Care For Your Pair - Claire's story

'It is so important to have hope. Hope that you are going to get through it and you are going to be okay.'

Claire Brangan from Swords, Co Dublin was 39-years-old with two children under the age of 4 when she was diagnosed with breast cancer.

“I found the lump and I went straight to my GP. It was very small, sometimes I couldn’t even find it again when I went looking for it. They told me it was most likely a cyst and nothing sinister and to come back to them again in a month if there are any changes. I had just started a new job and we had built a new house so I ended up delaying it and going back after two. They examined it again and referred me to the Beaumont Breast Centre,” Claire states.

Claire had the triple assessment check at the clinic - a mammogram, ultrasound and a biopsy. On the 26 March 2019, Claire was diagnosed with breast cancer.

On being told the news of her cancer, Claire recalls, “Initially, I wanted to believe it was a cyst and nothing more serious. I didn’t meet any of the criteria for breast cancer – I was fit and it didn’t run in my family. No one in my family had been treated for any type of cancer. However, when they actually told me, I wasn’t surprised. I was almost certain after the tests in the clinic."

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“Of course, it’s still a shock to hear the actual words being said. You don’t expect yourself to ever hear those words. It’s mind-blowing, almost an out of body experience.”

Claire Brangan

Claire’s treatment included a mastectomy, five months of chemotherapy and one month of radiation. Claire is currently undergoing hormone therapy and taking tamoxifen. She notes that she is also experiencing symptoms of medical menopause.

Claire acknowledges that she was nervous to first begin treatment but this quickly changed:

“I’m not sure what exactly I thought a chemotherapy ward would look like or be, but it wasn’t a frightening experience. I found it quite comforting and reassuring. I found a positive mental attitude made it easier, because your physical body is not what it used to be. Being around people who understood what you were going through. The nurses, they could advise on every ache, pain or side effect you might have. They checked my bloods, gave me updates on how I was doing and I could knock off the chemo treatments on my list. They also gave me lots of leaflets from the Irish Cancer Society, which were very informative.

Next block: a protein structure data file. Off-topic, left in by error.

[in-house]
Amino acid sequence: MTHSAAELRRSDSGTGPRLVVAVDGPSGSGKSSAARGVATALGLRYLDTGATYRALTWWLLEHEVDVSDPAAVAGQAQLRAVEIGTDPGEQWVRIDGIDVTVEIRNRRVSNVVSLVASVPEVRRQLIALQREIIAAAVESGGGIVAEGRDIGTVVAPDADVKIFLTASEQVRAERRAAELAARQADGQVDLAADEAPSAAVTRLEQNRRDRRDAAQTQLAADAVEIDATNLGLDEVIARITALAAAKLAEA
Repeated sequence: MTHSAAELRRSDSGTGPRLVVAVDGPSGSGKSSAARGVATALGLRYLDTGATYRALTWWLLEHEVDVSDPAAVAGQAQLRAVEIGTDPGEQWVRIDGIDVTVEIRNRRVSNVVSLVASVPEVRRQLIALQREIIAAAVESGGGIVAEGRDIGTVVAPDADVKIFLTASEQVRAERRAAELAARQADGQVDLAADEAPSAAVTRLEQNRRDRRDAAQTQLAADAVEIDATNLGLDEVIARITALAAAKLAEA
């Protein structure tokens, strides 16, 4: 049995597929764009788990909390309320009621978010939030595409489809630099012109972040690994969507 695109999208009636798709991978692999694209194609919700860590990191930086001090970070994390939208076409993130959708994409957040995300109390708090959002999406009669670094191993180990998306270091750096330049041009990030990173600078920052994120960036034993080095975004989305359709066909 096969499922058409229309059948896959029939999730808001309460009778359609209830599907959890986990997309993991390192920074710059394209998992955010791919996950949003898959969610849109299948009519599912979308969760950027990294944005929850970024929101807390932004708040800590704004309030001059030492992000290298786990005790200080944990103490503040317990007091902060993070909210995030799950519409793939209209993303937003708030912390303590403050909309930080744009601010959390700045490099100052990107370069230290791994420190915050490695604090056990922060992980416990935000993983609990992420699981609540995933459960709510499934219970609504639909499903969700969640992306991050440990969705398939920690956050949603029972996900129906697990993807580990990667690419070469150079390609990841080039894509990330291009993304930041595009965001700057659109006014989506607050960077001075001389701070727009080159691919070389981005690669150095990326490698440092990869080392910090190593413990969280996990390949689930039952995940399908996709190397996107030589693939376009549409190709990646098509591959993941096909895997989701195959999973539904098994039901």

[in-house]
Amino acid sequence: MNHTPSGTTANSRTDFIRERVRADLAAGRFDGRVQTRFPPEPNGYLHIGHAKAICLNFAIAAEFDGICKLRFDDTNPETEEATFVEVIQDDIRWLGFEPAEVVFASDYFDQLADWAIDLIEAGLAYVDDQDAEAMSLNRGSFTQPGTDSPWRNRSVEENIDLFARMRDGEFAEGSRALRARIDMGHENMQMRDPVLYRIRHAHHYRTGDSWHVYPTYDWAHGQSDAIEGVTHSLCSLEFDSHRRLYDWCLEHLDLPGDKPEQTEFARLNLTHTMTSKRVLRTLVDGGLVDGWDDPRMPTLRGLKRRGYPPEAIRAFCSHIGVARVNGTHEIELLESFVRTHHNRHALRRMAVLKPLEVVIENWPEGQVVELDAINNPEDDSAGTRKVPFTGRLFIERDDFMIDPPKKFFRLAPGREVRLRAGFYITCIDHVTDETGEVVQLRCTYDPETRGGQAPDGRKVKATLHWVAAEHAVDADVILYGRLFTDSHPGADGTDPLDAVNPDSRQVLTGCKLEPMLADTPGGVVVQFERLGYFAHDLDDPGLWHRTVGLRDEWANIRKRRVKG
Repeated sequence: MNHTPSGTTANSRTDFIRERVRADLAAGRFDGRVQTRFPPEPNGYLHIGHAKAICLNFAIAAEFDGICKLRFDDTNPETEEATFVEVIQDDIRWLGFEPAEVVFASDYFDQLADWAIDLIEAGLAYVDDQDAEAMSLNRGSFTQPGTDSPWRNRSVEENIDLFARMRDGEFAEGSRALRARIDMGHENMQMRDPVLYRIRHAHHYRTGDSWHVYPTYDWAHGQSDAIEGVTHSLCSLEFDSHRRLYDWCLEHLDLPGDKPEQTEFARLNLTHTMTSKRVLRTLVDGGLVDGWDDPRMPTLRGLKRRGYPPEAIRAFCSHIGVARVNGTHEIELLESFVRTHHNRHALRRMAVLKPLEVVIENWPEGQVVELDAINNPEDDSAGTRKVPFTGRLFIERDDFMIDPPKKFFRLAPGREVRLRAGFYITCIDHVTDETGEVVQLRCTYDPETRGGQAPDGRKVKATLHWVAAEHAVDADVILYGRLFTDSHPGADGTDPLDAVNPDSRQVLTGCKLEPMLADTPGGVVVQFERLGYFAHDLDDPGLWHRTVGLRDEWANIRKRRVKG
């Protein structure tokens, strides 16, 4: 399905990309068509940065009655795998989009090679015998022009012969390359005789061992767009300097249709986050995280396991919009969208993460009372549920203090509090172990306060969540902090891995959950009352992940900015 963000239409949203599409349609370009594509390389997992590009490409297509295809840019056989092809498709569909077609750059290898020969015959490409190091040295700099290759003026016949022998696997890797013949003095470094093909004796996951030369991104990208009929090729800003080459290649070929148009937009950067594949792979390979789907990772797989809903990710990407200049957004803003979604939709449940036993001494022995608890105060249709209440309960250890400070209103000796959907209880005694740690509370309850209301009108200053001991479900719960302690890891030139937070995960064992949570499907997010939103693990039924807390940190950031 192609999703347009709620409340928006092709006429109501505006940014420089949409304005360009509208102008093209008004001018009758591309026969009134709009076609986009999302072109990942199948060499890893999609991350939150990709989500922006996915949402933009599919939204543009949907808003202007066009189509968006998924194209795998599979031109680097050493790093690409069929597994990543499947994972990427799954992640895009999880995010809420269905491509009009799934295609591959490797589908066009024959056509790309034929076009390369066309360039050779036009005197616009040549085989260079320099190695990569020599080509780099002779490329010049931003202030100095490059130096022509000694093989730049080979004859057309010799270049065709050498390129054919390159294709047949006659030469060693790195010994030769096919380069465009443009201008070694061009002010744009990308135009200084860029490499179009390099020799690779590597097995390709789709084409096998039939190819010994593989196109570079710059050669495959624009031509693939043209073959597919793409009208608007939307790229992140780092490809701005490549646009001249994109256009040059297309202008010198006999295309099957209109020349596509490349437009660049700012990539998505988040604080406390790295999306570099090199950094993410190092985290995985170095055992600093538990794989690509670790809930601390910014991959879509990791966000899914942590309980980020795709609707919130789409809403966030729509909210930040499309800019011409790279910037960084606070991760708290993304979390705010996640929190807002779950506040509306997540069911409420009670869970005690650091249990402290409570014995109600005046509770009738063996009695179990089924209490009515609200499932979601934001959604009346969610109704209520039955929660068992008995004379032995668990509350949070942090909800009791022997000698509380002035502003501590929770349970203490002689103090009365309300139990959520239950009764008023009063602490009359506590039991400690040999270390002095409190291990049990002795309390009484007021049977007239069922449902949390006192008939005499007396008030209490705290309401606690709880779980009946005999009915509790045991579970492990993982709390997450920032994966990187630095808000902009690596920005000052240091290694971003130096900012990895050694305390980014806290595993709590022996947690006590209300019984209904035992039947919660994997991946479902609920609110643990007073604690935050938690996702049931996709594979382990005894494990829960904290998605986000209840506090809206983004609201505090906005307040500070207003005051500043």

"The Daffodil Centre referred me on to the Look Good Feel Better workshop that was a really great experience. I always encourage anyone else who is going through treatment to sign up. It is a lovely way to meet other women who are going through the same thing as you."

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"I turned 40-years-old in October 2019 and the day before my birthday, I finished my chemotherapy. I then finished radiation on 25 December 2019. It felt good to start the New Year with all the big scary treatment behind me.”

Claire Brangan
Claire Brangan

Claire mentions something she found helped her greatly: “I am quite a private person, but when I got diagnosed, I decided to tell everyone I knew on Instagram that I had cancer. I found anytime I went anywhere and bumped into someone I knew, I would have to tell them the story. I found that very upsetting and difficult, for both me and them. Eventually it was very rare that I met someone who didn’t already know that I had cancer. It really made life easier for me.”

Claire is back to her work exactly one year later and is absolutely thrilled: “It was another step down this journey of recovery. Work was just normal life to me, it was a really big deal. When you are used to working full time, to be off work for a whole year is very, very strange.

"I had my last appointment with my oncologist about six weeks ago. I am signed off now. I get an annual mammogram and a check with the breast clinic. I also go to a menopause clinic to manage the symptoms.

“In terms of any advice I would give from my own journey, I would say to people to just keep an eye on your body. Looking back, there were signs I wasn’t well before I got diagnosed. I wasn’t feeling quite right, I had lost weight but I wasn’t eating any differently. If you are unsure of something, just get it checked and be persistent.

"Finally of course, it is so important to have hope. Hope that you are going to get through it and you are going to be okay.”

Care For Your Pair

Learn more about breast health and about how you can support breast cancer patients this October.

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